Performance horrors

Duncan Coutts duncan.coutts at
Fri Aug 29 09:49:11 EDT 2008

On Fri, 2008-08-29 at 02:56 -0400, Cale Gibbard wrote:

> On a side note related to the request for inclusion of complexities,
> since Haskell is a lazy language, we really ought to have complexities
> written in terms of the demanded portion of the result. Of course,
> Data.Set and Data.Map are (structure) strict, so it doesn't affect
> them so much, but it would certainly be nice for the functions in
> Data.List to know the answer to "if If the input is size n and I only
> demand k of the elements of the result, then what is the complexity?",
> especially for things like sort, where a lazy implementation can, for
> instance, make the head of the list available in just O(n) time.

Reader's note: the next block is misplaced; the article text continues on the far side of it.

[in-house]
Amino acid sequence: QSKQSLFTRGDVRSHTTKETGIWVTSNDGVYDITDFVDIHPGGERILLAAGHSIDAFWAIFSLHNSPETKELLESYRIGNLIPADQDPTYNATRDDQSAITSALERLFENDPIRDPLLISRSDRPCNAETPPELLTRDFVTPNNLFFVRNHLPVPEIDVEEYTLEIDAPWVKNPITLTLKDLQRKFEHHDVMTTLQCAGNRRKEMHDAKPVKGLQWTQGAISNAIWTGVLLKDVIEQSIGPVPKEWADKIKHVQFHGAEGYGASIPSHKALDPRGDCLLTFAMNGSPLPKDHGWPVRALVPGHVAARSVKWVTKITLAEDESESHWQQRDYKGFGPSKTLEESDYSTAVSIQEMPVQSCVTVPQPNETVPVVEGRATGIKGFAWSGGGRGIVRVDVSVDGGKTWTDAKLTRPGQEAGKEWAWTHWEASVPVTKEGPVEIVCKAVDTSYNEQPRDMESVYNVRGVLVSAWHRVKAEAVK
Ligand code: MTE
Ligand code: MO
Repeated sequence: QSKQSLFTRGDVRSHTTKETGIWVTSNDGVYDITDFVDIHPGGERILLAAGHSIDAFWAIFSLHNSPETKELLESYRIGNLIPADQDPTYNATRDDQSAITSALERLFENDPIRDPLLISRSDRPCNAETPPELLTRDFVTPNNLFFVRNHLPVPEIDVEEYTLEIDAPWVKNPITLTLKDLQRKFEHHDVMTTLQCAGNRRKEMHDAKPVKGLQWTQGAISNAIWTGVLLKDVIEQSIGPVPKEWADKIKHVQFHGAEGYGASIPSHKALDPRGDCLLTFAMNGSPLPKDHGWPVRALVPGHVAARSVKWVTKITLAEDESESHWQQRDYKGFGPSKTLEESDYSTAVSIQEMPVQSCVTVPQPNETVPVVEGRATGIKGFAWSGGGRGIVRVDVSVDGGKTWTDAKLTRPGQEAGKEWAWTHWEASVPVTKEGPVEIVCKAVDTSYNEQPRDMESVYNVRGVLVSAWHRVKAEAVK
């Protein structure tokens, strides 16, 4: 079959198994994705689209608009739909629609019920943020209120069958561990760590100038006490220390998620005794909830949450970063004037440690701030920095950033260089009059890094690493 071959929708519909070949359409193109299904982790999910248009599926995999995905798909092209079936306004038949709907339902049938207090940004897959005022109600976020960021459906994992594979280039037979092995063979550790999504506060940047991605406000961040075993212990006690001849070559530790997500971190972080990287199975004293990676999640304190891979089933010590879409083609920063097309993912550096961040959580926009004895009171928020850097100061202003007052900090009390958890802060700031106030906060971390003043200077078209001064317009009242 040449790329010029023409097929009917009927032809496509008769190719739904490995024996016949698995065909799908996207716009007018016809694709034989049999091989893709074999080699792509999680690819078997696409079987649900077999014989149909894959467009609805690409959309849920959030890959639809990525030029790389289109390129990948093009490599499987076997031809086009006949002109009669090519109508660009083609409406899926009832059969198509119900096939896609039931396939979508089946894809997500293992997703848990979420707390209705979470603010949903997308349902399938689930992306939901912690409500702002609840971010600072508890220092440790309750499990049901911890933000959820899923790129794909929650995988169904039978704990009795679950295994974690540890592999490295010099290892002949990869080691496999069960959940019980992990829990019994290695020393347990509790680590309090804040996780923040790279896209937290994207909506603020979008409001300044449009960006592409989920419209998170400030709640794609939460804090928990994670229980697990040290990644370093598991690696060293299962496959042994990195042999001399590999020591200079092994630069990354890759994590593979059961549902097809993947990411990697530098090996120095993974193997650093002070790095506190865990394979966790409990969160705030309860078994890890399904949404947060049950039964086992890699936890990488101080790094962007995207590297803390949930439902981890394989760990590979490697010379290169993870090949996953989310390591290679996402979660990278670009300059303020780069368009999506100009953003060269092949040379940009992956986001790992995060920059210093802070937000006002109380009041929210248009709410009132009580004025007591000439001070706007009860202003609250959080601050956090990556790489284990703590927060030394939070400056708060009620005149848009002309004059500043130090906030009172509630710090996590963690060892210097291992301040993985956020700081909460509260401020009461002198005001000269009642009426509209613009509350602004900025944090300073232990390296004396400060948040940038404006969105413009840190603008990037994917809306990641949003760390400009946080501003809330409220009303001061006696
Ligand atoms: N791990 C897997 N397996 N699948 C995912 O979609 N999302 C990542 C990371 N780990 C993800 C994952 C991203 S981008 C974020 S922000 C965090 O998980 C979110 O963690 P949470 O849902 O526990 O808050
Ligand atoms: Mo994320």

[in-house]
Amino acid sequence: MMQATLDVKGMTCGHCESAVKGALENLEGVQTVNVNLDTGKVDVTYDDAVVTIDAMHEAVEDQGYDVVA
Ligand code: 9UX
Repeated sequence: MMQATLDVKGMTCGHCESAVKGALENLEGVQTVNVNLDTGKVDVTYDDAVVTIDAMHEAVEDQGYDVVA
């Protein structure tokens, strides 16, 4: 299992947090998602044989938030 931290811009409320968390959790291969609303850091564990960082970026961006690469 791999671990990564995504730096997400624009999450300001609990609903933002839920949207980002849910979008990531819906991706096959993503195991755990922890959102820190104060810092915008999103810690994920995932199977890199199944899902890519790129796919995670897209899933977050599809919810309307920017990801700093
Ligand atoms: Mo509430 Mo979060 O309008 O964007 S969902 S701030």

Yeah, that's fairly important, though it's quite subtle. For example
we'd probably say if we demand k elements of the result of map then it
costs proportional to k (though we're not accounting for the cost of the
function application to each element), but technically that's true for
cons or tail too, even though they only do O(1) work and do not change
the 'potential'/'cost' of the remainder of the list.

Probably we can gloss over the details for a simple indication in the
docs, but just for fun here's a spanner:

foldr (\x xs -> x `seq` (x:xs)) []

it's only O(1) to eval whnf. It adds O(n) work to the whole structure,
but that property doesn't distinguish it from

foldr (\x xs -> (x:xs)) []

the difference of course is that it identifies costs within the
structure. So when a function demands the spine it also has to pay the
cost of the elements up front.


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